Interior designer Christina Roughan experienced the earliest stirrings of the career that was to come as a child growing up in central Massachusetts. Resourceful and creative, she would canvass the neighborhood seeking playmates with whom she could stage variety shows on picnic tables, using old draperies and dresses from her mother’s closet.
“Even at that age I loved glamorous things, things that sparkled, exquisite details,” she says. “I enjoyed making things pretty.”
At 10, she took her show indoors, rearranging the furniture in her bedroom – moving the bed, re-locating the mirror and bulletin board — and alternating between periods when her four-poster was covered in its 1960s pale lemon-yellow and orange canopy, and when it was not. Once she even rearranged the furniture in her parents’ living room.
So it was no surprise, when, after college and a course of study at the Paris Fashion Institute (during which she admired textiles as well as fashion), working in retail boutiques and antique shops during college summers, and years poring over the pages of Vogue and Harper’s Bazaar, her application to work as an intern in creative services at Ralph Lauren was accepted. Her job was a textile junkie’s dream come true: archiving and cataloging the fabrics, silhouettes, and ornamentations of vintage garments – a Lucite button, a Civil War waistcoat — for use as inspiration by designers in forthcoming designs.
Little did the young part-time archivist (who was moonlighting as a window dresser at the much heralded Galleries Lafayette and polishing her skills at Parsons) know that she had already put her grand career plan in motion?
From that position she went on to spend a total of 10 years at Ralph Lauren on and off, part of the time in-house in Polo Stores Development and part of the time as a consultant overseeing the launch and installation of RRL stores throughout the United States, while working as the head of her first eponymous firm, Sullivan Design. Among her other responsibilities for Ralph Lauren were the international launch of Polo Jeans in Israel and throughout Asia, and the installation of the RL store at The Greenbrier in West Virginia and the RL Men’s store in Southampton.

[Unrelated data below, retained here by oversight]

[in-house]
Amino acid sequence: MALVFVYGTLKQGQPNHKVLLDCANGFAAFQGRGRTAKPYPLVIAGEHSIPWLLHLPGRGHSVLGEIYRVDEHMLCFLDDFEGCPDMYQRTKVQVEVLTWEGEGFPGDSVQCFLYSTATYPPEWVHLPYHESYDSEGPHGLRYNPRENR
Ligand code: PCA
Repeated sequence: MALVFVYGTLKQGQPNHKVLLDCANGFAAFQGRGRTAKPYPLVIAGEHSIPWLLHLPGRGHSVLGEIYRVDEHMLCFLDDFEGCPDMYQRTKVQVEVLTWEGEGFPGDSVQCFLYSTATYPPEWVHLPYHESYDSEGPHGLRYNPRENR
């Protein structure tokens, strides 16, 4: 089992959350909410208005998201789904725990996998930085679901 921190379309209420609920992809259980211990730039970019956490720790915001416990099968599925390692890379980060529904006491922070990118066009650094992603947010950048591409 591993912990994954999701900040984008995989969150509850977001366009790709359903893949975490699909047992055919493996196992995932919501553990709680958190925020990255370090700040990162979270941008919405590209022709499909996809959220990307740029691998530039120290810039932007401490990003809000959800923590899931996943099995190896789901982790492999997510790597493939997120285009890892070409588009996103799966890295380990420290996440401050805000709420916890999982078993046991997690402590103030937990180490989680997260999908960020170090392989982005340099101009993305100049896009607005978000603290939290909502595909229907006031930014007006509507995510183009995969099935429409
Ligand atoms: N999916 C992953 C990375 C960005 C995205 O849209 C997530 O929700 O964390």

And there was another twist in the plot. While she was still consulting at Ralph Lauren, a long-time mentor came calling. She had a high-profile client in need of a redecoration. Roughan, who was still Sullivan at the time, took on the project and it led not only to several more luxury residential projects, but also retail showrooms for Ralph Lauren, Donna Karan, and Takashimaya.
In between these pursuits, Roughan was recruited by Tommy Hilfiger to serve as the Visual Director of Store Design, designing and implementing eight free-standing stores, monthly window changeovers, and showrooms.
Still shy of 27, the up-and-coming designer made a bold decision. Intent on expanding her business she took on a business partner for the next 12 years. Upon moving her main headquarters to CT she formed Roughan, Inc in 2010. Her work encompasses high-end residential commissions in the Hamptons; New York City; Fairfield County, Connecticut; Palm Beach, Florida; Telluride, Colorado; Nantucket, Ma; London, Oceania Cruise Lines and Starwood.
Roughan’s work is marked by its timeless sophistication, its mixing of mid-century, antique furnishings and select objects and art, and its deft combinations of texture and subtle color. Roughan has been featured in Interior Design, House Beautiful, Elle Décor, CT Cottages & Gardens, Greenwich Magazine, AtHome and East Coast Home, among other publications. She has also been profiled in Andrew Martin’s Design Review Volume[s] 10, 13, 14 and most recently Volume 20.
“I always say that my favorite part of the job is the installation, when everything comes together and we bring a home to life,” she says. “But then my other favorite part is seeing the big smile on the client’s face when they see it for the first time. That is one of the happiest moments.”
Christina Roughan lives with her husband and two daughters in a 200-year-old house in Weston, which is, no surprise, in a constant state of renovation.
Explore Christina’s Website here